The Russian Economy Is Resistant to Shocks
What awaits the Russian economy in the near future, and how well are Moscow and the regions of the country holding up under the blow of sanctions? Capital Ideas talked about this with Vladimir Klimanov, Doctor of Economic Sciences, Director of the Center for Regional Policy of the RANEPA, Director of the Institute for Reforming Public Finance, and head of research and consulting projects in the field of economics and finance.
How did the pressure of the West’s sanctions on Russia affect the Russian regions? How well are they taking the blow?
In the Russian regions, the economic situation which has developed as a result of the impact of sanctions by a number of Western countries, and the consequent severance of financial and economic ties, has proven to be very difficult. However, it turns out that the Russian economy has a high degree of shock resistance, or resilience to such large-scale external influences. This was facilitated by both objective reasons – primarily a sharp rise in the prices on world markets of the energy resources and other types of raw materials that are the main Russian exports – and the actions of the authorities to mitigate the negative impact.
How does the Russian capital show itself in the current situation?
Moscow, acting from the viewpoint of its formal status as a subject of the Russian Federation – along with some other very wealthy regions with diversified structures of the economy, higher standards of living of the population, and wide networks of new technologies – has turned out to be more stable than the single-industry parts of the Federation, or regions with less financial opportunities for maneuver. An important role is played by the presence in Moscow of a professional management team capable of promptly making, under very difficult conditions, extraordinary decisions to reorient the economy of a global city toward new development trajectories.
How effectively are the Russian authorities counteracting Western restrictions?
In just a few months, the federal government, individual ministries and departments – along with the Central Bank, and after them the leadership of the regions – have taken hundreds of measures aimed at increasing the stability of the economy as a whole, as well as supporting systemically important enterprises, small and medium-sized businesses, and certain groups of the population. Prompt action by the authorities has become possible also because many such measures and tools were developed and tested two years ago, during the coronavirus pandemic.
The government commission on improving the stability of the economy has worked essentially continuously since that time, and in mid-March approved the first extensive plan of priority actions in the face of external sanctions pressure. The mission to gather the best practices of the subjects of the Federation, in terms of confronting the challenges of the new reality of 2022, was undertaken by the profile commission of the State Council headed by Moscow Mayor Sergei Sobyanin. In particular, as part of a new approach to import substitution, measures were launched which have helped manufacturing industries to adapt to their external challenges.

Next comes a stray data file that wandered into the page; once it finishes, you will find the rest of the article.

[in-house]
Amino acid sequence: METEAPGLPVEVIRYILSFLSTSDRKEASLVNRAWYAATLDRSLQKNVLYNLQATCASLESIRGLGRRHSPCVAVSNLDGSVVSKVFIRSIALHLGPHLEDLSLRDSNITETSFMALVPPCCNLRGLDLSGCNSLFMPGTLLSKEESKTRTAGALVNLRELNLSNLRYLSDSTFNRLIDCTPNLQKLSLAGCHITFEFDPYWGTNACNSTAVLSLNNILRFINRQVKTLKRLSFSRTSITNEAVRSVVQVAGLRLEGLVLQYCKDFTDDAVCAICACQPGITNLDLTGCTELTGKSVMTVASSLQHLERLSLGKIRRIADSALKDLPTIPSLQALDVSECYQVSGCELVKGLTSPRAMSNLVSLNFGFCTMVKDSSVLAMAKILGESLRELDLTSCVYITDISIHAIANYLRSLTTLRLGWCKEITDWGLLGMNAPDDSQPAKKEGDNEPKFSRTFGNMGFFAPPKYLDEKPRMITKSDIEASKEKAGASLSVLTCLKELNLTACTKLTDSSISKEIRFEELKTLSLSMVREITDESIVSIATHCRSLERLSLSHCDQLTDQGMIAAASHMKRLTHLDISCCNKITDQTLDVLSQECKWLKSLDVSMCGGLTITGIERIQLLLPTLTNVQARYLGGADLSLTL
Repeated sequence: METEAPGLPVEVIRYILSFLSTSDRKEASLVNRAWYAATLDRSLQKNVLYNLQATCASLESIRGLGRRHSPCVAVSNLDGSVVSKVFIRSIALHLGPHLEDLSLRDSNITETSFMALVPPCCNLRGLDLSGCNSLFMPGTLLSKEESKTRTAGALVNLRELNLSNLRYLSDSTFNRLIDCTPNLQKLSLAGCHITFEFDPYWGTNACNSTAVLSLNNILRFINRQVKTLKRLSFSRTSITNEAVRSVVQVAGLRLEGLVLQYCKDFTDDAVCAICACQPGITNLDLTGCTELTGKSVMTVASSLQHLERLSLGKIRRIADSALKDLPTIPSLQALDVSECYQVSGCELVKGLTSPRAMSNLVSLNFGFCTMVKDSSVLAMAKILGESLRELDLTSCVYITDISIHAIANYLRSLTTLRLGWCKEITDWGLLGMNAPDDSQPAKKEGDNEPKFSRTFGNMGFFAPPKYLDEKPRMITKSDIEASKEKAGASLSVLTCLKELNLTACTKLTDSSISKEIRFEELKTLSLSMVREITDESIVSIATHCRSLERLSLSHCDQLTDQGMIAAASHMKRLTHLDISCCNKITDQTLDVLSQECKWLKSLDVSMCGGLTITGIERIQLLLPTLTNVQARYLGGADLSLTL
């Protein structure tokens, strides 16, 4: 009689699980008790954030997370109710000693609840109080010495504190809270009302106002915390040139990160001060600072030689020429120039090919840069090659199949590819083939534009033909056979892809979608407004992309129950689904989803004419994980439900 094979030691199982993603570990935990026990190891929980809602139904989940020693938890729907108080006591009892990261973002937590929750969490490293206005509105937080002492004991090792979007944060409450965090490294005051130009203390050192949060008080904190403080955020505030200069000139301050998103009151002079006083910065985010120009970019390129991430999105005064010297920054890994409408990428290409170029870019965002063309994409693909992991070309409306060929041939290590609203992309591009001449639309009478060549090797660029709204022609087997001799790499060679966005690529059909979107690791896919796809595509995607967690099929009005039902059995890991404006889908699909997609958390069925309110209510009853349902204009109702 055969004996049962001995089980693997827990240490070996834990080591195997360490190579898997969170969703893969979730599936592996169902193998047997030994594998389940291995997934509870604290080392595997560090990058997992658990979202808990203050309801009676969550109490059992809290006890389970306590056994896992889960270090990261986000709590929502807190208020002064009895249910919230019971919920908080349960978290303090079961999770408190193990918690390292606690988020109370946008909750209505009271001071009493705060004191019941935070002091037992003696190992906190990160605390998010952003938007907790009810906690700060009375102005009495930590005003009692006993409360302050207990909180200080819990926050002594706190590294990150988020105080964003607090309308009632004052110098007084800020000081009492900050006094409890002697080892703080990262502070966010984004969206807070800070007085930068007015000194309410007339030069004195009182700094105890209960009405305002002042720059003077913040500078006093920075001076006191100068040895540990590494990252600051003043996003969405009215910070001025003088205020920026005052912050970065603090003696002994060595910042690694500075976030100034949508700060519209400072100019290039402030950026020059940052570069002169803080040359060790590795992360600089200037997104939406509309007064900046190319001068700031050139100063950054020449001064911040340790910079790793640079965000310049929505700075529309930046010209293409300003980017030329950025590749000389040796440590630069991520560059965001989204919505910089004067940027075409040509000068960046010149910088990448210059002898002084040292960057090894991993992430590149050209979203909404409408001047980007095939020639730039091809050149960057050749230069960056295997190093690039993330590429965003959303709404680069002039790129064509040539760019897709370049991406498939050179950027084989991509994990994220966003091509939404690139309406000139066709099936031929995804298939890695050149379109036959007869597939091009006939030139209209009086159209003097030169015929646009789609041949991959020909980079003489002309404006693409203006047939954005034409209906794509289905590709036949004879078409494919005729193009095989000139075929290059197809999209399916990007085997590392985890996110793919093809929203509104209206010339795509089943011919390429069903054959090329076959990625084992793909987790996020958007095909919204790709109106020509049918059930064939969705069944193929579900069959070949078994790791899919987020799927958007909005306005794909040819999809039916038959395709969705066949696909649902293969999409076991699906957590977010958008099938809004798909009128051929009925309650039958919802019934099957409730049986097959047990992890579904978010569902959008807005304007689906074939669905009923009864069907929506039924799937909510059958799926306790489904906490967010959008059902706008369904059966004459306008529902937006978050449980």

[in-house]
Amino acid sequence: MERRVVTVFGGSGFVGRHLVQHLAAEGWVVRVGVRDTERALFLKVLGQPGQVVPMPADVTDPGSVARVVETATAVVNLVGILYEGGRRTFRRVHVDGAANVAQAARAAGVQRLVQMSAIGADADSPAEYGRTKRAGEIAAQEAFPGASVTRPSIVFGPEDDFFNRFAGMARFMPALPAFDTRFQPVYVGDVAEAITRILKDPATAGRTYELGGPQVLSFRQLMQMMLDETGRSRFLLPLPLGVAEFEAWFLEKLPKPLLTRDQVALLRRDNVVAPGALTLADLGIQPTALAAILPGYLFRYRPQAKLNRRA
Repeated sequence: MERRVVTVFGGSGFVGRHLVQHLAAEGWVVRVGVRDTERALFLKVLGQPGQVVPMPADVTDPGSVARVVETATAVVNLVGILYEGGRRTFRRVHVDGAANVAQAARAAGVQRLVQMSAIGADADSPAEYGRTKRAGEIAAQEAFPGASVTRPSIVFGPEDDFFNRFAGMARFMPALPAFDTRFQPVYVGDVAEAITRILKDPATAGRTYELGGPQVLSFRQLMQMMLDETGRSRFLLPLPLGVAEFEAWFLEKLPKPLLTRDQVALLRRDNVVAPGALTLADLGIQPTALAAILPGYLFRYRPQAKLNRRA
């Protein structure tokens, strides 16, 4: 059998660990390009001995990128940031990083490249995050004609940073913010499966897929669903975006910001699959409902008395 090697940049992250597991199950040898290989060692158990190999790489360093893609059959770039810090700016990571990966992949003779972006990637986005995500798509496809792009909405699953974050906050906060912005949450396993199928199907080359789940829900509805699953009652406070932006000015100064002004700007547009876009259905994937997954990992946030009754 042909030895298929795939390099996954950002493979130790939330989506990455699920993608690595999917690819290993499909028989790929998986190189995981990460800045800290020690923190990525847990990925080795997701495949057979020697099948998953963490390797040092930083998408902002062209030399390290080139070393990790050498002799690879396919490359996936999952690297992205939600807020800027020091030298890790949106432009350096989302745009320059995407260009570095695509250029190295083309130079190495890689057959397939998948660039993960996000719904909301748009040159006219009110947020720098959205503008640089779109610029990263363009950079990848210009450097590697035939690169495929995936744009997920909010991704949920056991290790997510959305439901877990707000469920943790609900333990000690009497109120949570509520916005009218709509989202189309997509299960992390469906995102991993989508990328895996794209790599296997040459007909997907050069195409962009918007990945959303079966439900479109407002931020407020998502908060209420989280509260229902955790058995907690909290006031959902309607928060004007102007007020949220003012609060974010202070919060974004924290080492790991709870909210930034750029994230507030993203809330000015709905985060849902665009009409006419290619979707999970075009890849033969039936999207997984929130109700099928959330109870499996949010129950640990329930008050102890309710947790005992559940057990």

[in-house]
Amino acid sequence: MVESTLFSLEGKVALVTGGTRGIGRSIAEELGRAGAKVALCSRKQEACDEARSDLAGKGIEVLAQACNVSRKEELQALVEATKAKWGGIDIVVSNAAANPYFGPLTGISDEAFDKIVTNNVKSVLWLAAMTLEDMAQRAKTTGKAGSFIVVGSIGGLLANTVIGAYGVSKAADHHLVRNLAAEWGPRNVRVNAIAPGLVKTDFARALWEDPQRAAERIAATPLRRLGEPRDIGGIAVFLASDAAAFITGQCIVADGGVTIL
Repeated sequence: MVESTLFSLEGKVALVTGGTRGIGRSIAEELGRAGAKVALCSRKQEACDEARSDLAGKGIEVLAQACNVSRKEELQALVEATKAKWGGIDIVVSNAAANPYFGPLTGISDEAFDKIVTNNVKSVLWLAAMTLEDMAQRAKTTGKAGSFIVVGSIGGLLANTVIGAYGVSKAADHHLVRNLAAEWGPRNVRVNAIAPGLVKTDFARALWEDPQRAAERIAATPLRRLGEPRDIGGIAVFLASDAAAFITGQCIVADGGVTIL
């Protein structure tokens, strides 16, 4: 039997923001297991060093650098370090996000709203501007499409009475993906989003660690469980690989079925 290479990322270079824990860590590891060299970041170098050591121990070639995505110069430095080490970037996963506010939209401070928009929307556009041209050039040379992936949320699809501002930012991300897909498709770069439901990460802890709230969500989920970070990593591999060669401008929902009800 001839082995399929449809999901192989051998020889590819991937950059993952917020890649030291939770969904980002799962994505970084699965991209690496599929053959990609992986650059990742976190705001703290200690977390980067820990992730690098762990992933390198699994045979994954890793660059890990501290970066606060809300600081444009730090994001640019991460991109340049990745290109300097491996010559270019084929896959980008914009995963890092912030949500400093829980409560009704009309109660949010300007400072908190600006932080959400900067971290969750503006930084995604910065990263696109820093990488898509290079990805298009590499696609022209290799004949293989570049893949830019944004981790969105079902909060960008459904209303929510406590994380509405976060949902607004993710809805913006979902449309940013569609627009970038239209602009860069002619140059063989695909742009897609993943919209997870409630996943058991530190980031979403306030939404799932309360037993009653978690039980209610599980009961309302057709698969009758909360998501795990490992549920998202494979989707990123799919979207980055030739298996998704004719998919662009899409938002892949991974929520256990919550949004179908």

Has the format of import substitution changed over time?
Import substitution began to be in demand in Russia after the first Western sanctions in 2014. This year, support for enterprises is focused not on a simple search for opportunities to replace goods previously purchased abroad, the supply of which to our country has stopped or is stopping – including in connection with the departure of foreign manufacturers from Russia – but on ensuring a full-fledged platform for achieving technological sovereignty. Gradually, the packages of measures have begun to include more and more detailed tools to solve specific individual tasks, sometimes of a very narrow nature. At the same time, it is necessary to look for solutions to new problems arising in connection with the adoption of new economic sanctions by Western countries. Therefore, while uncertainty remains about the development of the economy and the condition of particular businesses, in order to avoid the possibility of strengthening sanctions, the measures being developed and other information simply are not always public.
What can serve to strengthen the economic stability of Russia?
Of course, most effective are direct regulatory measures, involving financial support from the budget or exempting certain payers from expenses related to the payment of taxes, duties or other expenses owed by them to the state – for example, the rent for the use of state property. Thanks among other things to the vigorous actions of federal and regional authorities, contrary to spring forecasts, production did not begin to decline until mid-summer – although there has already been a negative trend in the dynamics of the GNP.
What awaits the Russian economy, and what should we be prepared for?
Forecasts are more difficult. The expectations of Russian and international experts boil down to the fact that this year there will be both a drop in production and high inflation. Unemployment is also likely to rise. Therefore, positive indicators of the current state of the economy, social sector, and budget of Moscow and other regions of Russia do not give grounds to calm down: the onslaught of Western sanctions continues, and further actions are required to minimize their negative impact.